In the two days following former President Donald Trump’s appearance in Youngstown, Ohio on Saturday in support of Republican Senate candidate J.D. Vance, numerous high-profile leftist commentators suggested attendees gave Trump the Nazi salute when they pointed their index fingers outward in solidarity during his speech.
The gesture doesn’t very closely resemble the Sieg Heil gesture that German fascists made to signal adherence to Adolf Hitler in the 1930s and ’40s, in which saluters held all their right-hand fingers side-by-side. Progressive pundits nonetheless exclaimed, with varied degrees of self-assurance, that Trump supporters were adverting to either Nazism or the conspiracy-trafficking QAnon movement, or both.
“The display bore an uncanny resemblance to the infamous Nazi salute,” the formerly conservative and now far-left Washington Post columnist Jennifer Rubin wrote on Monday. “The delusional incitement and zombie-like response should put to rest the notion that President Biden (or anyone) should be ‘reaching out’ to these people. They are unreachable, and pretending otherwise misleads voters.”
Rubin wrote with certainty that the finger-raising was a “QAnon symbol.” That assertion elicited sharp reproof from conservative talk-show host Erick Erickson, often a strong critic of the ex-president.
“The Washington Post has finally allowed its columnists to fully and openly compare Republicans to Nazis,” Erickson lamented on Twitter in response to Rubin’s column. “I know Jenn Rubin has some serious issues, but this should be a bridge too far. That it is not and is acceptable to the Washington Post is a bad sign.”
Some commentators who were quick to excoriate the former president and his fans admitted they didn’t know the origin of the finger-pointing gesture.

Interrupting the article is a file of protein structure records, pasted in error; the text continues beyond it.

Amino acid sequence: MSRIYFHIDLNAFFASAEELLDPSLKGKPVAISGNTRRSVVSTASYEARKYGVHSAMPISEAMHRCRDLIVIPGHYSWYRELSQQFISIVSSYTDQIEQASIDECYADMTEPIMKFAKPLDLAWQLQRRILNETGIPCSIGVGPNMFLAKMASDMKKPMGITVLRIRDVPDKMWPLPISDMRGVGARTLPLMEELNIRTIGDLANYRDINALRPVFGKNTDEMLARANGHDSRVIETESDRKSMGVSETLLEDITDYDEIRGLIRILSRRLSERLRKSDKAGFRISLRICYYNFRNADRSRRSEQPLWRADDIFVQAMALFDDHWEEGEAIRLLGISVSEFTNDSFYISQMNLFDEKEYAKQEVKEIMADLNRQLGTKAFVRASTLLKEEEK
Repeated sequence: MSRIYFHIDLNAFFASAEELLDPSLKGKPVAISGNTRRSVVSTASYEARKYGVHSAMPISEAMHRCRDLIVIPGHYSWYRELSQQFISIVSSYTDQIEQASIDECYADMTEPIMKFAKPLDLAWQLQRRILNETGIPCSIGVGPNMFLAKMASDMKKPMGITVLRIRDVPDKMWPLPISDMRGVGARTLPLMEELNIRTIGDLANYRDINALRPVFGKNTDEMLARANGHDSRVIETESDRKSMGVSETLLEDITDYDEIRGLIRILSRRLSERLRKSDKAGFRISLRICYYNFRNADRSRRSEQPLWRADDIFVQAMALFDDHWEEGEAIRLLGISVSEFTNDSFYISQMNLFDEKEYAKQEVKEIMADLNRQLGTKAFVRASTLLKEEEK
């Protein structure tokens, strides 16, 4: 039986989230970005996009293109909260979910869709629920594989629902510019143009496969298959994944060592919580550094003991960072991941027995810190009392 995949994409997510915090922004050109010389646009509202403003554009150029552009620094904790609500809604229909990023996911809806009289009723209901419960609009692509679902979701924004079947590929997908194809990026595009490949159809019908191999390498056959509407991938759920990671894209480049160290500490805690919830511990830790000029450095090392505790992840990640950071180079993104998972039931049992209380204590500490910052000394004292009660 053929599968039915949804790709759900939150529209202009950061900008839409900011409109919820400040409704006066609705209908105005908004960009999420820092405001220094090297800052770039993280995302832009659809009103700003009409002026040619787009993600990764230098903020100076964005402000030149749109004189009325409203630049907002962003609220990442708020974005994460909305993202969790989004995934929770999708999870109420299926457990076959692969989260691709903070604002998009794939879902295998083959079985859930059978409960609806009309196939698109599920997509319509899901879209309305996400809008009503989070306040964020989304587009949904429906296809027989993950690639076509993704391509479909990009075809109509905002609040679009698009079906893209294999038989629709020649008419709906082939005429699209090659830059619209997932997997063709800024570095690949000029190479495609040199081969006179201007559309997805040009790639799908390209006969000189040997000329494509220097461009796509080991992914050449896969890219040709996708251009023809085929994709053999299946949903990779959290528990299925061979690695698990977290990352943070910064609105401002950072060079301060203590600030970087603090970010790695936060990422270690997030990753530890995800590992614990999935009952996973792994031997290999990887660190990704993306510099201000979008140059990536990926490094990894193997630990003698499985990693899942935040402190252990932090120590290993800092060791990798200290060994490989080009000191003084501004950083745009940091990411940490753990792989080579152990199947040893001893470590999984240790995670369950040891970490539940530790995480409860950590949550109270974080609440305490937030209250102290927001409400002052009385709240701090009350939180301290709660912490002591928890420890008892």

“Not even Trump forums know why his followers held up one finger at his rally tonight,” NBC News reporter Ben Collins wrote after watching the Ohio “Save America” rally. “Some people think it’s for Where We Go 1 We Go All — the QAnon catchphrase. Others think it’s to symbolize America First. Whatever it is, it’s deeply weird and I haven’t seen it before.”
Leftists’ insistence that those who gathered at the Covelli Centre in Youngstown acceded to fascism will likely outrage political fence-sitters at what they may determine is an unfair smear of Trump supporters, retired Vanderbilt political science professor Carol Swain opined via Twitter.
“I suspect this media clip will backfire and bringing more liberal Americans to the conservative time,” Swain tweeted.
Trump opponents have also objected to the music played in the background during Saturday’s event, saying, as per a New York Times report, that it “sounds strikingly” like a QAnon theme song called “Wwg1wga,” an abbreviation of the movement’s slogan. The former president’s aides have said the song is actually called “Mirrors,” a work of the composer Will Van de Crommert.
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